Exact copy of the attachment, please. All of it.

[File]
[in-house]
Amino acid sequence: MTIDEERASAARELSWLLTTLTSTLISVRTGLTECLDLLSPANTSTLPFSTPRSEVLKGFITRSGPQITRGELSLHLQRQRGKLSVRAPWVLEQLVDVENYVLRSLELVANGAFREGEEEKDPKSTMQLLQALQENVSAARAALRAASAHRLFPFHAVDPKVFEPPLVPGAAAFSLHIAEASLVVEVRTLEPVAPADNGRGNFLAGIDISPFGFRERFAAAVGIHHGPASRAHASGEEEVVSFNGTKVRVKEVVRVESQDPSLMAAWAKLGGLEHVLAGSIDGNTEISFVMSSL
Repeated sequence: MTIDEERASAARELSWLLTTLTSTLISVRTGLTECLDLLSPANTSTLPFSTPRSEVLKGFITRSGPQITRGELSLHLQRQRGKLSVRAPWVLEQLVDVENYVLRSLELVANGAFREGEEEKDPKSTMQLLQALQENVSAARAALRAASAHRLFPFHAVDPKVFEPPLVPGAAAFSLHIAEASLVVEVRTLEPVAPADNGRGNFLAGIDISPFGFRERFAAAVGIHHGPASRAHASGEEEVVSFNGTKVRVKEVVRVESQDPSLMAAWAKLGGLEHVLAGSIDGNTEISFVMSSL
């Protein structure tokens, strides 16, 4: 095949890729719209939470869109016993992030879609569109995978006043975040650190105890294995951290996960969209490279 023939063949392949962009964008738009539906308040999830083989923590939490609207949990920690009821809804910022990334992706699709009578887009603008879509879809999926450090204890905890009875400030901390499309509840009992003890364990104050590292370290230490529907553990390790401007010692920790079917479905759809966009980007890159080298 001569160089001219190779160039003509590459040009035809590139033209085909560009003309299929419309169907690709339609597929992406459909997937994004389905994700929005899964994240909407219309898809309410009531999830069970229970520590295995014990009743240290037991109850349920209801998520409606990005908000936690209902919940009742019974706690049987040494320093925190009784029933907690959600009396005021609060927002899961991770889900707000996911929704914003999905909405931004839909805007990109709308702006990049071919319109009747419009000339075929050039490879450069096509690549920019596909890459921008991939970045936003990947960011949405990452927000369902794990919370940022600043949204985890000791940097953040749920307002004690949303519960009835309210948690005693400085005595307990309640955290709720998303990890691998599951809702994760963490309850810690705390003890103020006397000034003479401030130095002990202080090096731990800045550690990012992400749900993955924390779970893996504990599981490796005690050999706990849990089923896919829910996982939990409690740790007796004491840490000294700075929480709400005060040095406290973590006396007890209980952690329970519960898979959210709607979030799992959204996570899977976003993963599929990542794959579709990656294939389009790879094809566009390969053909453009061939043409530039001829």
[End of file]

[in-house]
Amino acid sequence: MTIDEERASAARELSWLLTTLTSTLISVRTGLTECLDLLSPANTSTLPFSTPRSEVLKGFITRSGPQITRGELSLHLQRQRGKLSVRAPWVLEQLVDVENYVLRSLELVANGAFREGEEEKDPKSTMQLLQALQENVSAARAALRAASAHRLFPFHAVDPKVFEPPLVPGAAAFSLHIAEASLVVEVRTLEPVAPADNGRGNFLAGIDISPFGFRERFAAAVGIHHGPASRAHASGEEEVVSFNGTKVRVKEVVRVESQDPSLMAAWAKLGGLEHVLAGSIDGNTEISFVMSSL
Repeated sequence: MTIDEERASAARELSWLLTTLTSTLISVRTGLTECLDLLSPANTSTLPFSTPRSEVLKGFITRSGPQITRGELSLHLQRQRGKLSVRAPWVLEQLVDVENYVLRSLELVANGAFREGEEEKDPKSTMQLLQALQENVSAARAALRAASAHRLFPFHAVDPKVFEPPLVPGAAAFSLHIAEASLVVEVRTLEPVAPADNGRGNFLAGIDISPFGFRERFAAAVGIHHGPASRAHASGEEEVVSFNGTKVRVKEVVRVESQDPSLMAAWAKLGGLEHVLAGSIDGNTEISFVMSSL
């Protein structure tokens, strides 16, 4: 095949890729719209939470869109016993992030879609569109995978006043975040650190105890294995951290996960969209490279 023939063949392949962009964008738009539906308040999830083989923590939490609207949990920690009821809804910022990334992706699709009578887009603008879509879809999926450090204890905890009875400030901390499309509840009992003890364990104050590292370290230490529907553990390790401007010692920790079917479905759809966009980007890159080298 001569160089001219190779160039003509590459040009035809590139033209085909560009003309299929419309169907690709339609597929992406459909997937994004389905994700929005899964994240909407219309898809309410009531999830069970229970520590295995014990009743240290037991109850349920209801998520409606990005908000936690209902919940009742019974706690049987040494320093925190009784029933907690959600009396005021609060927002899961991770889900707000996911929704914003999905909405931004839909805007990109709308702006990049071919319109009747419009000339075929050039490879450069096509690549920019596909890459921008991939970045936003990947960011949405990452927000369902794990919370940022600043949204985890000791940097953040749920307002004690949303519960009835309210948690005693400085005595307990309640955290709720998303990890691998599951809702994760963490309850810690705390003890103020006397000034003479401030130095002990202080090096731990800045550690990012992400749900993955924390779970893996504990599981490796005690050999706990849990089923896919829910996982939990409690740790007796004491840490000294700075929480709400005060040095406290973590006396007890209980952690329970519960898979959210709607979030799992959204996570899977976003993963599929990542794959579709990656294939389009790879094809566009390969053909453009061939043409530039001829």